Re­lief as judge blocks vote to ban the brit

The Jewish Chronicle - - World News - BY JEN­NIFER LIP­MAN

IN THE end, it was a battle that even Fore­skin Man could not win.

Nearly nine months af­ter cam­paign­ers in San Fran­cisco launched a bid to make the cir­cum­ci­sion of males un­der the age of 18 il­le­gal, a judge or­dered the mea­sure to be re­moved from a pub­lic vote.

San Fran­cisco res­i­dents had been set to vote on a ban in Novem­ber, af­ter the con­tro­ver­sial pro­posal at­tracted more than the min­i­mum 7,168 sig­na­tures re­quired by the city for ini­tia­tives to be added to a pub­lic bal­lot.

If it had been suc­cess­ful, the pro­posal would have made it a “mis­de­meanour to cir­cum­cise, ex­cise, cut or mu­ti­late the fore­skin, tes­ti­cle or pe­nis of an­other per­son who has not at­tained the age of 18”.

There was to be no ex­emp­tion for re­li­gious Jewish or Mus­lim cer­e­monies, and those who breached the rules would have faced up to a year in jail or a £6,100 fine.

A broad coali­tion, in­clud­ing J ewish and Mus­lim groups and med­i­cal pro­fes­sion­als, vowed to fight the pro­posal, spurred on when it emerged that one of the lead­ing an­ti­cir­cum­ci­sion cam­paign­ers was be­hind a comic book fea­tur­ing a Mon­ster Mo­hel, an Aryan su­per­hero and other char­ac­ters la­belled “an­tisemitic” by the Anti-Defama­tion League (ADL).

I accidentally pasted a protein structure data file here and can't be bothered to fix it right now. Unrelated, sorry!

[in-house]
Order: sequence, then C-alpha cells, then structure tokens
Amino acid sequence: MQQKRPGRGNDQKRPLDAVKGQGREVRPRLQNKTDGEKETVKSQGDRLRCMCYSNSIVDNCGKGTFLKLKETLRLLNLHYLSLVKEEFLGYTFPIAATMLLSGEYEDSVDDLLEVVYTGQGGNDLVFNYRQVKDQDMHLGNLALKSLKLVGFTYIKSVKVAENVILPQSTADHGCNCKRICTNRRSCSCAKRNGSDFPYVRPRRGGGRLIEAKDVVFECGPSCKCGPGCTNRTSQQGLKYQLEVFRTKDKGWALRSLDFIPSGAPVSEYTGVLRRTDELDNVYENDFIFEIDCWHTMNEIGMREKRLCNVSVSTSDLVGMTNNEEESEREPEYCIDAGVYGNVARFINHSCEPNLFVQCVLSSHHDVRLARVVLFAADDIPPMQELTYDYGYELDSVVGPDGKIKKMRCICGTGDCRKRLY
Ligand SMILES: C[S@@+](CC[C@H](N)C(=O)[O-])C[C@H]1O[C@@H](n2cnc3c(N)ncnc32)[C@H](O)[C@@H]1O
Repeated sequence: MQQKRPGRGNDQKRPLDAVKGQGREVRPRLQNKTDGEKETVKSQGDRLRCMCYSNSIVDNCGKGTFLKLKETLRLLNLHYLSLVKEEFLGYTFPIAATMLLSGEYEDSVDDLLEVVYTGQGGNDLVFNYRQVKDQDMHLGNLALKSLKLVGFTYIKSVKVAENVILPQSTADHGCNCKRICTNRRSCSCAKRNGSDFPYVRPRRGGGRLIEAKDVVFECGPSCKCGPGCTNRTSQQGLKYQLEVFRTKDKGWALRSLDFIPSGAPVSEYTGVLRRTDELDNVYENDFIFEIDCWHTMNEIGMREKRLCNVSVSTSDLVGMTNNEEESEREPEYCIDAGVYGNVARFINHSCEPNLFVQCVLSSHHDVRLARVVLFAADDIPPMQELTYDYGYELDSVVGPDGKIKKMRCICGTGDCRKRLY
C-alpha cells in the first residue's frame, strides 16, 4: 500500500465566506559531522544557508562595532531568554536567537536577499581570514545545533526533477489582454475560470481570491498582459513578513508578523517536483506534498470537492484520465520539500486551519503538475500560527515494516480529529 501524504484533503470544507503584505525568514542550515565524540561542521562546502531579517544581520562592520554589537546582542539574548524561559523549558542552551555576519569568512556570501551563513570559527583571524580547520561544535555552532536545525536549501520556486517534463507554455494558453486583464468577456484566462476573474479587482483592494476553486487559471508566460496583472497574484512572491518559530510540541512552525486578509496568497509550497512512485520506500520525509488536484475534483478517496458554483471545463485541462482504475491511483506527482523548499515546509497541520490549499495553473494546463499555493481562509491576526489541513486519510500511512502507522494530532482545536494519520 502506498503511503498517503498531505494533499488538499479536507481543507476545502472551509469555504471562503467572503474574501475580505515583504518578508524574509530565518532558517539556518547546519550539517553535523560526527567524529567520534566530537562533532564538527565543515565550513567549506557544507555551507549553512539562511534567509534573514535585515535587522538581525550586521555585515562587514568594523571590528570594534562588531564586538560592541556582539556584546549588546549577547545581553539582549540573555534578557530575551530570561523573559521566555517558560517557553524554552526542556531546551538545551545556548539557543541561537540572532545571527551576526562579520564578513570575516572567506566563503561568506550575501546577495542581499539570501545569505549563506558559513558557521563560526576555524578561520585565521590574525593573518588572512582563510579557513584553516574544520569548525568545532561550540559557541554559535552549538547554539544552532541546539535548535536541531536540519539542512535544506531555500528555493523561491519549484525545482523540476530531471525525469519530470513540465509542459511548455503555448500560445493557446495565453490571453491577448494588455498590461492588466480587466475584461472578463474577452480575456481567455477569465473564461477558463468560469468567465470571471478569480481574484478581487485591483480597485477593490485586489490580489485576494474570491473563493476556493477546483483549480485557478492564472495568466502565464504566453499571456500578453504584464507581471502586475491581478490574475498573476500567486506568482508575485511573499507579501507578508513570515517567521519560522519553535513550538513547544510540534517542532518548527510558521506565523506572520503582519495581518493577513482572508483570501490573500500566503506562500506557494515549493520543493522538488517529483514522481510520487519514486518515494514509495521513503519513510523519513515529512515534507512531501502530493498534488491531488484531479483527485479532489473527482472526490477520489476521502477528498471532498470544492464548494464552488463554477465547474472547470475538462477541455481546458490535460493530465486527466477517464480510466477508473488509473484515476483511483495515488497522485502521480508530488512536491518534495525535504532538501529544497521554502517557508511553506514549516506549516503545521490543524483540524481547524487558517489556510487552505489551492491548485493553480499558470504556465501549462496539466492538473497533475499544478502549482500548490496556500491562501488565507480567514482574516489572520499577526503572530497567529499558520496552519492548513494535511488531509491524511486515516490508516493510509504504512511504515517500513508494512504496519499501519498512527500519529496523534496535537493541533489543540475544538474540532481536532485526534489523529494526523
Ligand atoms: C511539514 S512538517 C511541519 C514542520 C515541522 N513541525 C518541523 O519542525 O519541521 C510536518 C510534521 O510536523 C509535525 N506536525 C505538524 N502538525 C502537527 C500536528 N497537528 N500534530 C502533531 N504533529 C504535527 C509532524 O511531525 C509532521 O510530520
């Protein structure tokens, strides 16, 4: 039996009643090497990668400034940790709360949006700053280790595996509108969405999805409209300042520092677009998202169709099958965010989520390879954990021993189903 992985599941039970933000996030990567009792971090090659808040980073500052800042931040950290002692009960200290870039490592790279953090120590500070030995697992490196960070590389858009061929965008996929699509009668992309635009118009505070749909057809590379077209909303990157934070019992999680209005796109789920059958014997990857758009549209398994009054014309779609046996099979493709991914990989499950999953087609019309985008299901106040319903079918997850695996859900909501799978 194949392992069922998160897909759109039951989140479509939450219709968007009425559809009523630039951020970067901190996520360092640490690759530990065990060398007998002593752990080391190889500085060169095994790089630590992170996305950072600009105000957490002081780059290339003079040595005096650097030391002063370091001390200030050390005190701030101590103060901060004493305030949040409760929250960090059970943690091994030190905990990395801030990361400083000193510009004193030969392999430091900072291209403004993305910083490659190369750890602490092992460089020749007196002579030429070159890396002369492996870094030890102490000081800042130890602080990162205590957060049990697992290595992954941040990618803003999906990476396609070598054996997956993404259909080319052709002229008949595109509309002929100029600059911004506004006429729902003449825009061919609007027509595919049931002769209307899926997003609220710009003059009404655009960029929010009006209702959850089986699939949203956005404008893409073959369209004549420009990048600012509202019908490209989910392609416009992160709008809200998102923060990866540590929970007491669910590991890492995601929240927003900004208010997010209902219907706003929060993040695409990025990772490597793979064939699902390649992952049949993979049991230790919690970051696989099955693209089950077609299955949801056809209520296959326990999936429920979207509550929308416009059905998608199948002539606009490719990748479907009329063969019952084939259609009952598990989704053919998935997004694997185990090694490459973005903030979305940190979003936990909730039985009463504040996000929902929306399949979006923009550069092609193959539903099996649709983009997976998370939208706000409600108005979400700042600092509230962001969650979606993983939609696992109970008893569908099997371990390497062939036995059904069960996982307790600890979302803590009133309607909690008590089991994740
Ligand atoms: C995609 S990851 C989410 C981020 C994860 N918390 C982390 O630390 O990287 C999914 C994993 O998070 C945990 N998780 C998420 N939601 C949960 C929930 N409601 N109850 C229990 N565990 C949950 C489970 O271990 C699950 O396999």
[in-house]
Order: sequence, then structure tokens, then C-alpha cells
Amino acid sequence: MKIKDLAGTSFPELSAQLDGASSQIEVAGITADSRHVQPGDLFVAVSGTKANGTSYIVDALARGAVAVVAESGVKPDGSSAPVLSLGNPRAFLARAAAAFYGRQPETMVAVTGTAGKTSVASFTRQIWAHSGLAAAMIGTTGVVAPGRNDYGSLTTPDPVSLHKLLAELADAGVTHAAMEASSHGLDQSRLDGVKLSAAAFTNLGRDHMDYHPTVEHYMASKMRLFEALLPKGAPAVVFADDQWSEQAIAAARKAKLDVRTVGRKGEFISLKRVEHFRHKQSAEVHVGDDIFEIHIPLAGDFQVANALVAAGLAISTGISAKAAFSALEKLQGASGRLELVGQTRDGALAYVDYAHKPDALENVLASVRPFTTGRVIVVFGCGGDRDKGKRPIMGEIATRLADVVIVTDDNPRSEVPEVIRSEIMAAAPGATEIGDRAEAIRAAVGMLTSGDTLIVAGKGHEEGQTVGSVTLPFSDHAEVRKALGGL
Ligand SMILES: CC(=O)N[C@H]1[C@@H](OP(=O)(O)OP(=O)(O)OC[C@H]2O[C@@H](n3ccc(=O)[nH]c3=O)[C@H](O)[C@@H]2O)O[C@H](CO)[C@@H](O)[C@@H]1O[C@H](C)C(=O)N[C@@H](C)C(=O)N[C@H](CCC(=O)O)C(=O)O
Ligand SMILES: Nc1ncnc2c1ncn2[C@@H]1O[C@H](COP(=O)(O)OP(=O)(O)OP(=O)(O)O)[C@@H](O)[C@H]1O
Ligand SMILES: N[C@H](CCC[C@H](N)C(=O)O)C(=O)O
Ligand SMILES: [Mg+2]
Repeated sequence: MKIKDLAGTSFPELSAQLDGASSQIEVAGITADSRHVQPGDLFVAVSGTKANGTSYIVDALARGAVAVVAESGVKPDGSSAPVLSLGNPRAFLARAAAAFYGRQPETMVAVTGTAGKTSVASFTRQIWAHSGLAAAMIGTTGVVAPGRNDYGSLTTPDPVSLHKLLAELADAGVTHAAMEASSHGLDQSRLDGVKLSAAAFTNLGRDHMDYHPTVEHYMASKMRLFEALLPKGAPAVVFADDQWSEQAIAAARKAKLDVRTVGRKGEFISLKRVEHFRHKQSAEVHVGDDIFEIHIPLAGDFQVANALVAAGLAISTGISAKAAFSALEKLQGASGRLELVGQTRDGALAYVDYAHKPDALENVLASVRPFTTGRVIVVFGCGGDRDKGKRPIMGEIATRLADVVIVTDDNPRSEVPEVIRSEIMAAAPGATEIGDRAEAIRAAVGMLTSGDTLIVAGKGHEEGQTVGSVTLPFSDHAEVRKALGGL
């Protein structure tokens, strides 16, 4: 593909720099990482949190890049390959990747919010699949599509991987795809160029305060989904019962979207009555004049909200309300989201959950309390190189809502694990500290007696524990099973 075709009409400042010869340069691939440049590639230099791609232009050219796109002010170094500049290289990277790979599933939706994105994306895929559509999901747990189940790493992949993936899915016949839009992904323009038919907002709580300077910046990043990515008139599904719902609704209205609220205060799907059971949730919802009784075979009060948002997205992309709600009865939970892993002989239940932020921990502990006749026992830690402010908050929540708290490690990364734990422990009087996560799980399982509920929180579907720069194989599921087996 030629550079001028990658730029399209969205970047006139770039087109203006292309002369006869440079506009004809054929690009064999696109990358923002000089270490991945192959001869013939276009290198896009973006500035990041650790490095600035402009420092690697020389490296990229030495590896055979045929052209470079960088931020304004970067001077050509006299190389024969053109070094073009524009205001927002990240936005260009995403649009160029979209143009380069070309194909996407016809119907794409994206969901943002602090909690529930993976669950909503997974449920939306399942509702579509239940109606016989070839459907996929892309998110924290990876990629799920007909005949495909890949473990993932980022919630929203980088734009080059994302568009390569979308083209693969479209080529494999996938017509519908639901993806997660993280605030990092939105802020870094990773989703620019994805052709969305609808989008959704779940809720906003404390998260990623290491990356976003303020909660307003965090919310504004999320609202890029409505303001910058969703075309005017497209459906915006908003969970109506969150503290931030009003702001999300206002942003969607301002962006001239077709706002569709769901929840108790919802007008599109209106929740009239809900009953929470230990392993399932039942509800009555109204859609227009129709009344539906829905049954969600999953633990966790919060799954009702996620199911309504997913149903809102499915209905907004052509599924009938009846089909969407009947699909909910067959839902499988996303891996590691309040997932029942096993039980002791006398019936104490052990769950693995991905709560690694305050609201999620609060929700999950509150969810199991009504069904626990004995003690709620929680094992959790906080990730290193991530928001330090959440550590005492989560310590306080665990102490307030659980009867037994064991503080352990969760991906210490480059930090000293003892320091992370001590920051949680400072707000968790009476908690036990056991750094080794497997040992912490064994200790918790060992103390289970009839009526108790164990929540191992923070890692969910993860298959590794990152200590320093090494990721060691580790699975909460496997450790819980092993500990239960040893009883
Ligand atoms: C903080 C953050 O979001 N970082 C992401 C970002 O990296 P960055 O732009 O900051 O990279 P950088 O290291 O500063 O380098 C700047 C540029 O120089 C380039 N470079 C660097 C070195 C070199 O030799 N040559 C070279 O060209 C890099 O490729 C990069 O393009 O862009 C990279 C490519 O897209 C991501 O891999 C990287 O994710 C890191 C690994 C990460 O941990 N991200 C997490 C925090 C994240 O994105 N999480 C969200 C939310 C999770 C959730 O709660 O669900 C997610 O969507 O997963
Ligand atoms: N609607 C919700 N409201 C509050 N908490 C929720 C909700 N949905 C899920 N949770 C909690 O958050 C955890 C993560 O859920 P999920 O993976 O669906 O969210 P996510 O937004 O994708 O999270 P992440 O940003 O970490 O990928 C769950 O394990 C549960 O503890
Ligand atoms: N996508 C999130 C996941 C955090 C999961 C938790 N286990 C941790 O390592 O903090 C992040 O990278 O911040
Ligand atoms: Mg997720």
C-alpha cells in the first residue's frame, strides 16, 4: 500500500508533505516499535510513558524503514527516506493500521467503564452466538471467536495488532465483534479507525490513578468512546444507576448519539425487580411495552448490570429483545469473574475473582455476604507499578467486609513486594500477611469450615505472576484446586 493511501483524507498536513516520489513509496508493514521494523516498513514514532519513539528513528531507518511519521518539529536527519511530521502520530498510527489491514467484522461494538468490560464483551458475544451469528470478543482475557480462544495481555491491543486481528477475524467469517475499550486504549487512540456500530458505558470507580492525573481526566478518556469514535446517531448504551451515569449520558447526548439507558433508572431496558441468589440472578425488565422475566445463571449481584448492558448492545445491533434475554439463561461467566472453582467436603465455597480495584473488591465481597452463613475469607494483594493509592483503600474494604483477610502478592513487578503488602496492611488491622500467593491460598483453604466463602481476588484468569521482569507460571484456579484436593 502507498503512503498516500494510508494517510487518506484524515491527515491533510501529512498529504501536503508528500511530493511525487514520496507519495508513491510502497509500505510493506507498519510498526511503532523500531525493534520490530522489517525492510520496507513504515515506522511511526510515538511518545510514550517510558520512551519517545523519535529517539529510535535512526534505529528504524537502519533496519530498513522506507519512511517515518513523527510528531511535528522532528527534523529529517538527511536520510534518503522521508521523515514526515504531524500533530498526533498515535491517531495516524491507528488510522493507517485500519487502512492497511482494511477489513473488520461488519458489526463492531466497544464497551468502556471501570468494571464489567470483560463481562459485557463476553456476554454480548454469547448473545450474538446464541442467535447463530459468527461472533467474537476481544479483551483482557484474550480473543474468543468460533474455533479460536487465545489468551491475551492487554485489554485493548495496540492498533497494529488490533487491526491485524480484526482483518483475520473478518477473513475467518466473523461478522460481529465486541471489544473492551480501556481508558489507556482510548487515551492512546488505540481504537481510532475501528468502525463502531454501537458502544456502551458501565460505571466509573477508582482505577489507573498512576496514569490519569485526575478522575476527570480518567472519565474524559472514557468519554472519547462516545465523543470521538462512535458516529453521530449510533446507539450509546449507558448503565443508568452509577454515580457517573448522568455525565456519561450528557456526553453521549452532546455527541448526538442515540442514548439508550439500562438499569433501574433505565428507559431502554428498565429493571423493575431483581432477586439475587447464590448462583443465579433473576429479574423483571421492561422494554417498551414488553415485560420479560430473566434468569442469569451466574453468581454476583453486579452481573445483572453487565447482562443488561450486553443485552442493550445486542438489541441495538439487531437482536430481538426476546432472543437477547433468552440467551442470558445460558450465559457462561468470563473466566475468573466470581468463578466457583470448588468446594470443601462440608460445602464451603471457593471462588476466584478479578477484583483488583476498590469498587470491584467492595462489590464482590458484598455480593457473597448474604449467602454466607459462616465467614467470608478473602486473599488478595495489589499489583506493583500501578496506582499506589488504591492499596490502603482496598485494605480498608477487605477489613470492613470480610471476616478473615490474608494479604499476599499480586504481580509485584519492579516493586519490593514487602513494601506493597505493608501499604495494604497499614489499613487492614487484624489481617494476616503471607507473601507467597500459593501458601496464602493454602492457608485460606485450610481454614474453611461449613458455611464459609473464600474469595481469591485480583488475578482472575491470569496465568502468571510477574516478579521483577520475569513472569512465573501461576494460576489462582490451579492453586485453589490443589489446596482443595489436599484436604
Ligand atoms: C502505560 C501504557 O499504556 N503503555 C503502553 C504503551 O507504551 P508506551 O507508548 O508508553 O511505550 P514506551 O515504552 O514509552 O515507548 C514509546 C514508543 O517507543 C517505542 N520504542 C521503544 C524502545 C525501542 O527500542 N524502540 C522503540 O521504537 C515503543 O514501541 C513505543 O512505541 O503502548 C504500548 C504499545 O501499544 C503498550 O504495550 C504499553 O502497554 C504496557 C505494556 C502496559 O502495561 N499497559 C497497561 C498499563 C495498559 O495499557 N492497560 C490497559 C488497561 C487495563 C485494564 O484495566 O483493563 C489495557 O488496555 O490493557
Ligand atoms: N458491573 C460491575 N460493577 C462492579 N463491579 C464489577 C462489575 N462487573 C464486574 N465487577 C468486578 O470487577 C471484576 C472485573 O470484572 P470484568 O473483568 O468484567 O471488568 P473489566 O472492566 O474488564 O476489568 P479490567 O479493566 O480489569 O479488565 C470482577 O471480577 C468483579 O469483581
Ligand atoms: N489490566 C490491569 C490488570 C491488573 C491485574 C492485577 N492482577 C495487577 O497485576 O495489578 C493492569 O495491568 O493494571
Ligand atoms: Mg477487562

Cam­paign­ers also com­pared male cir­cum­ci­sion to fe­male gen­i­tal mu­ti­la­tion, which is banned by the US fed­eral gov­ern­ment.

A sim­i­lar pro­posal was dropped in nearby Santa Mon­ica be­cause one of the main cam­paign­ers ob­jected to re­li­gion be­ing brought into the de­bate. In San Fran­cisco, those op­posed to the ban be­gan legal pro­ceed­ings in June call­ing for the mea­sure to be scrapped from the bal­lot.

This week they cel­e­brated a vic­tory when Su­pe­rior Court Judge Loretta Giorgi ruled that the mea­sure would be “ex­pressly pre-empted” be­cause un­der Cal­i­for­nian state law cities can­not reg­u­late med­i­cal prac­tice.

She said that ev­i­dence showed that cir­cum­ci­sion was “a widely prac­tised med­i­cal pro­ce­dure” and there­fore could not be lim­ited, al­though she also ac­knowl­edged there was a “le­git­i­mate de­bate” to be had on the is­sue.

She also said a ban would vi­o­late the con­sti­tu­tion­ally pro­tected right to free­dom of re­li­gion, be­cause cir­cum­ci­sion is part of both Jewish and Mus­lim wor­ship.

Her de­ci­sion was praised by Jewish groups. “It is up to par­ents to make the choice whether or not to have their baby boys cir­cum­cised,” said Abby Michel­son Porth, of the Jewish Com­mu­nity Re­la­tions Coun­cil.

The ADL wel­comed it as “a crit­i­cal af­fir­ma­tion of re­li­gious free­dom and parental rights”. Nancy Ap­pel, the ADL’s as­so­ciate re­gional di­rec­tor, said: “The Court has rightly up­held the free­dom for Jews and Mus­lims in San Fran­cisco to choose to cir­cum­cise their chil­dren in ac­cor­dance with long-stand­ing re­li­gious tra­di­tion.”

She also said she was heart­ened by the judge’s de­ci­sion not to ac­cept the com­par­i­son with fe­male gen­i­tal mu­ti­la­tion.

Sup­port­ers of the ban said they were con­sid­er­ing an ap­peal. “We will not stop un­til all men are pro­tected from this dam­ag­ing and harm­ful surgery,” said lead ac­tivist Lloyd Schofield.

Struck out: Judge Giorgi

Newspapers in English

Newspapers from UK

© PressReader. All rights reserved.